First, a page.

All these institutional contestations may be a necessary messy part of our democratic evolution as institutions attempt to establish the right constitutional equilibrium in their relationships under the new constitutional order. However, these contests must take place within and under the law for we are a country that professes the rule of law. No institution, no individual and no agency is above the law, and as Montesquieu, the French philosopher, memorably proclaimed several centuries back, ‘Be ye ever so high, the law is above you’.
We must choose whether we want to be a country governed by the rule of law as written in text and as pronounced by courts, or rule by man and might as is exercised by men. The former is what I see in the Constitution, 2010 and in Vision 2030. You, as the elite, must speak out when the rule of law is threatened. You must not let ethnicity or private gain colour your principle, professional calling or values. Principles and values, and on issues so central and so clear on humanity’s historical advancement such as these, have no vernacular editions. The Judiciary learnt in 1988 that even after so many years of ingratiating with those in power, the gift was the removal of the tenure of judges and the Attorney General. The ethnic identity of those judges did not matter. And neither did their business relationships. So principle pays; absence of it is costly to all.
What have we done as the elite in this room, as old Starehians? Those in the public sector have either shied away from the discussion or gone back to the two publics for answers. Others have dodged the public interest and policy questions and chosen to create private solutions for public problems. When the health sector fails, we go to private hospitals; when public education systems fail — our children attend private schools and universities. Remember always the engraving on the Assembly Hall door: To those to whom much is given, much will be required.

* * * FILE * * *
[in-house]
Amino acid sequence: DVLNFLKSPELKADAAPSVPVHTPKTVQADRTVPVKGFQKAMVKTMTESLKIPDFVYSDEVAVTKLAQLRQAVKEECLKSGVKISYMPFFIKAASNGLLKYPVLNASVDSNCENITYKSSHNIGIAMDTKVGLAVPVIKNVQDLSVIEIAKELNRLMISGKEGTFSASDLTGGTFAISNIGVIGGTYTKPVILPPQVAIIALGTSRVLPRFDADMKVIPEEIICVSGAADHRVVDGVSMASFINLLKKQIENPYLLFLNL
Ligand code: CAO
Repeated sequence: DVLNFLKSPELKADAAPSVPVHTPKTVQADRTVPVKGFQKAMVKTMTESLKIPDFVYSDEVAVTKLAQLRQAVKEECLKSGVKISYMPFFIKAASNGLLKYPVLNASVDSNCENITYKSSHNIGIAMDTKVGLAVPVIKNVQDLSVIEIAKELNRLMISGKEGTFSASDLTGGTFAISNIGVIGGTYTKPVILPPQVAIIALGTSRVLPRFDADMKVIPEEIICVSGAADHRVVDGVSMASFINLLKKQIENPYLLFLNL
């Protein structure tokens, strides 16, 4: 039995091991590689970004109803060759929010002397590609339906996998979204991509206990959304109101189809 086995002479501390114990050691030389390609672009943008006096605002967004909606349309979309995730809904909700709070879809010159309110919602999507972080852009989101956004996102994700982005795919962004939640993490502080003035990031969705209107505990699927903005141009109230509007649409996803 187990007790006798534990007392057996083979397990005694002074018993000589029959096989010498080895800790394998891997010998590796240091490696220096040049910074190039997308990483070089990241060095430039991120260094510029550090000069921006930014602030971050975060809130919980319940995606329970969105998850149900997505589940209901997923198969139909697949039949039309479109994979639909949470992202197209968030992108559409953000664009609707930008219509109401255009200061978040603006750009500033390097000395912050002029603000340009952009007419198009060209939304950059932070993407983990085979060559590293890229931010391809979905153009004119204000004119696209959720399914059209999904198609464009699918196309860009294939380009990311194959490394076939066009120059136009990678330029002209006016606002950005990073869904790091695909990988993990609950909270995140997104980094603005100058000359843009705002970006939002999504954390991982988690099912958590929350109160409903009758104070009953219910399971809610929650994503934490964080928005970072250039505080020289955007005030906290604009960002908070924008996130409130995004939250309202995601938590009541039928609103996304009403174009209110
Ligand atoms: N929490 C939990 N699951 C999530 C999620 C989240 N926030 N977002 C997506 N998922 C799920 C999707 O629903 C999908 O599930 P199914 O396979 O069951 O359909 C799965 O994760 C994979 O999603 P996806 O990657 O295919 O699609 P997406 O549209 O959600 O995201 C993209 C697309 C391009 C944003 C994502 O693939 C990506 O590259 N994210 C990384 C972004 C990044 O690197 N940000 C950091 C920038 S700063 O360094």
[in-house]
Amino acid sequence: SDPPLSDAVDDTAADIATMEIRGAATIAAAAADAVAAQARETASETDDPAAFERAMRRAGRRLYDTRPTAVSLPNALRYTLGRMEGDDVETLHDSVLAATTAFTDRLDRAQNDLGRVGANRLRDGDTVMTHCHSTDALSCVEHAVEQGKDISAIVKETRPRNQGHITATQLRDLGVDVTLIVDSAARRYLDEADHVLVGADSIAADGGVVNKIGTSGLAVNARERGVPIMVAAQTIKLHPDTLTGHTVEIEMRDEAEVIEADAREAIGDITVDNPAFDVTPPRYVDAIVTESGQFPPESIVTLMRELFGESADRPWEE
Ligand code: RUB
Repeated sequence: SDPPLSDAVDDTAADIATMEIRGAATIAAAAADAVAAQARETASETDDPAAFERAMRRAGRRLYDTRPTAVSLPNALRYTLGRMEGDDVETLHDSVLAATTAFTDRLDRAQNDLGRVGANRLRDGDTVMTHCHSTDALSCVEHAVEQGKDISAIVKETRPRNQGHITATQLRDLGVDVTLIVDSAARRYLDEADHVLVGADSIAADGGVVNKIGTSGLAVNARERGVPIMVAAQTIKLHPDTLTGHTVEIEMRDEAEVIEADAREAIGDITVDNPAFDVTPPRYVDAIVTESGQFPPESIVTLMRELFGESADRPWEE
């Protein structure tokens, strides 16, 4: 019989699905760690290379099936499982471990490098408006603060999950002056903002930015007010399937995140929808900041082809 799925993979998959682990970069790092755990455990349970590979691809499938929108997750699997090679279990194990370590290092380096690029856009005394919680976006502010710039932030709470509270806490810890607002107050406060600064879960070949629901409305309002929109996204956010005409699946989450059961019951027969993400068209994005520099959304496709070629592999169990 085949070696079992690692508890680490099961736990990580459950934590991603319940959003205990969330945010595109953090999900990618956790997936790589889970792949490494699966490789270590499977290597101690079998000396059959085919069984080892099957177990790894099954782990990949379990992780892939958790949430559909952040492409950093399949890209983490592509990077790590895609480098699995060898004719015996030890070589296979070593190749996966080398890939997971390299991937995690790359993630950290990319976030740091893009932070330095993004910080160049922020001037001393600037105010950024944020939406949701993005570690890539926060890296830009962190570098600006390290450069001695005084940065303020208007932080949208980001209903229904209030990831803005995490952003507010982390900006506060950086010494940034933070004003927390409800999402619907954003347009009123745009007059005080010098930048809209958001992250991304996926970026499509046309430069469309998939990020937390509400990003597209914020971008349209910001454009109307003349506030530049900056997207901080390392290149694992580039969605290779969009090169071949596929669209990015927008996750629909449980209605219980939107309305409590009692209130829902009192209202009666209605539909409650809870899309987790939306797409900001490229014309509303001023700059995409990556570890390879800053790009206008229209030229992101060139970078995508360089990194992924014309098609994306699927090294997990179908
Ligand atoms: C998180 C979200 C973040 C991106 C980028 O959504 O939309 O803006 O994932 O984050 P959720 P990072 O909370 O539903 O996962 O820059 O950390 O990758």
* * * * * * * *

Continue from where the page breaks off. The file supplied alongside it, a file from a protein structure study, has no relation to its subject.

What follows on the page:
The forces of social evil and inequality today are so strong that we need an equally strong voice in the opposite direction. That is what the masses need — a constant dissenting but progressive voice, a clarion call for greater social change and transformation. We need to join forces for good. That is why the focus of such alumni organisations as this one must change. We must start banding together for public social change, not only for private endeavours such as exchanging business contacts.
Raise your voices above the din, on the podium of an esteemed institution, a respected institution. Speak up against the culture of crises that we have all become so accustomed to. Eliminate the poverty of ambition and values. Reframe the definition of achievement beyond self and personal to concern about your constituency, your county, your country’s achievement. The ‘talented tenth’ like you are not ornaments for ethnic display and admiration in exchange for ethnic legitimacy and ethnic patronage; you are national gems needed in the civic space. The talented tenth, like you, are not expected to navel gaze in self-satisfaction, but must see yourselves as the instrument and force of good for social transformation. Reverse the inversion of elite values as a precondition for society’s and personal development.
In the words of the Starehe motto: Natulenge Juu! Note the plurality: it is not Nanilenge juu – society is your business.
This article is reprinted verbatim from ‘The Star‘. Dr. Willy Mutunga is the Chief Justice and President of Supreme Court of Kenya. This is an excerpt of his speech presented during the Old Starehean Society annual dinner on November 20, 2013.